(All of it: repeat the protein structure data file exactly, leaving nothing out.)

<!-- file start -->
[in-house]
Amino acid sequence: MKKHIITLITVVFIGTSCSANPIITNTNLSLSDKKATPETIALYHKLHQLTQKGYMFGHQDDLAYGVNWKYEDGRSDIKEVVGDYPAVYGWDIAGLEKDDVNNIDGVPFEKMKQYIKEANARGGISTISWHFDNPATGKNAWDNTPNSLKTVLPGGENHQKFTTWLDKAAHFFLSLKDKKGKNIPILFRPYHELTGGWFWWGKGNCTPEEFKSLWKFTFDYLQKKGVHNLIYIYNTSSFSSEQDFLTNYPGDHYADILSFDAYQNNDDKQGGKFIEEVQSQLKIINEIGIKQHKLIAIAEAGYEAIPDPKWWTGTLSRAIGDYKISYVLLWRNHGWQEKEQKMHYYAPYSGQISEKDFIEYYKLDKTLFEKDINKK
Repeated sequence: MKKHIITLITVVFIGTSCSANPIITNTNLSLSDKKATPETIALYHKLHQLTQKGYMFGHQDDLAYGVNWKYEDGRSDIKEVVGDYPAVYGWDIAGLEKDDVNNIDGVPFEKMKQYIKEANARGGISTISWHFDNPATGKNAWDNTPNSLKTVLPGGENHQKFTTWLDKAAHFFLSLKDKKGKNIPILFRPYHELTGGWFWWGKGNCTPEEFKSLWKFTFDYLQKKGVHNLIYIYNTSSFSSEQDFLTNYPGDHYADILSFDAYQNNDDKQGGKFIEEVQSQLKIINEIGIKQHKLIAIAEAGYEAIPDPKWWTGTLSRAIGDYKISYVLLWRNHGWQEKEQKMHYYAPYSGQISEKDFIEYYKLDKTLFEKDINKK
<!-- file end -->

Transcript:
[in-house]
Amino acid sequence: MKKHIITLITVVFIGTSCSANPIITNTNLSLSDKKATPETIALYHKLHQLTQKGYMFGHQDDLAYGVNWKYEDGRSDIKEVVGDYPAVYGWDIAGLEKDDVNNIDGVPFEKMKQYIKEANARGGISTISWHFDNPATGKNAWDNTPNSLKTVLPGGENHQKFTTWLDKAAHFFLSLKDKKGKNIPILFRPYHELTGGWFWWGKGNCTPEEFKSLWKFTFDYLQKKGVHNLIYIYNTSSFSSEQDFLTNYPGDHYADILSFDAYQNNDDKQGGKFIEEVQSQLKIINEIGIKQHKLIAIAEAGYEAIPDPKWWTGTLSRAIGDYKISYVLLWRNHGWQEKEQKMHYYAPYSGQISEKDFIEYYKLDKTLFEKDINKK
Repeated sequence: MKKHIITLITVVFIGTSCSANPIITNTNLSLSDKKATPETIALYHKLHQLTQKGYMFGHQDDLAYGVNWKYEDGRSDIKEVVGDYPAVYGWDIAGLEKDDVNNIDGVPFEKMKQYIKEANARGGISTISWHFDNPATGKNAWDNTPNSLKTVLPGGENHQKFTTWLDKAAHFFLSLKDKKGKNIPILFRPYHELTGGWFWWGKGNCTPEEFKSLWKFTFDYLQKKGVHNLIYIYNTSSFSSEQDFLTNYPGDHYADILSFDAYQNNDDKQGGKFIEEVQSQLKIINEIGIKQHKLIAIAEAGYEAIPDPKWWTGTLSRAIGDYKISYVLLWRNHGWQEKEQKMHYYAPYSGQISEKDFIEYYKLDKTLFEKDINKK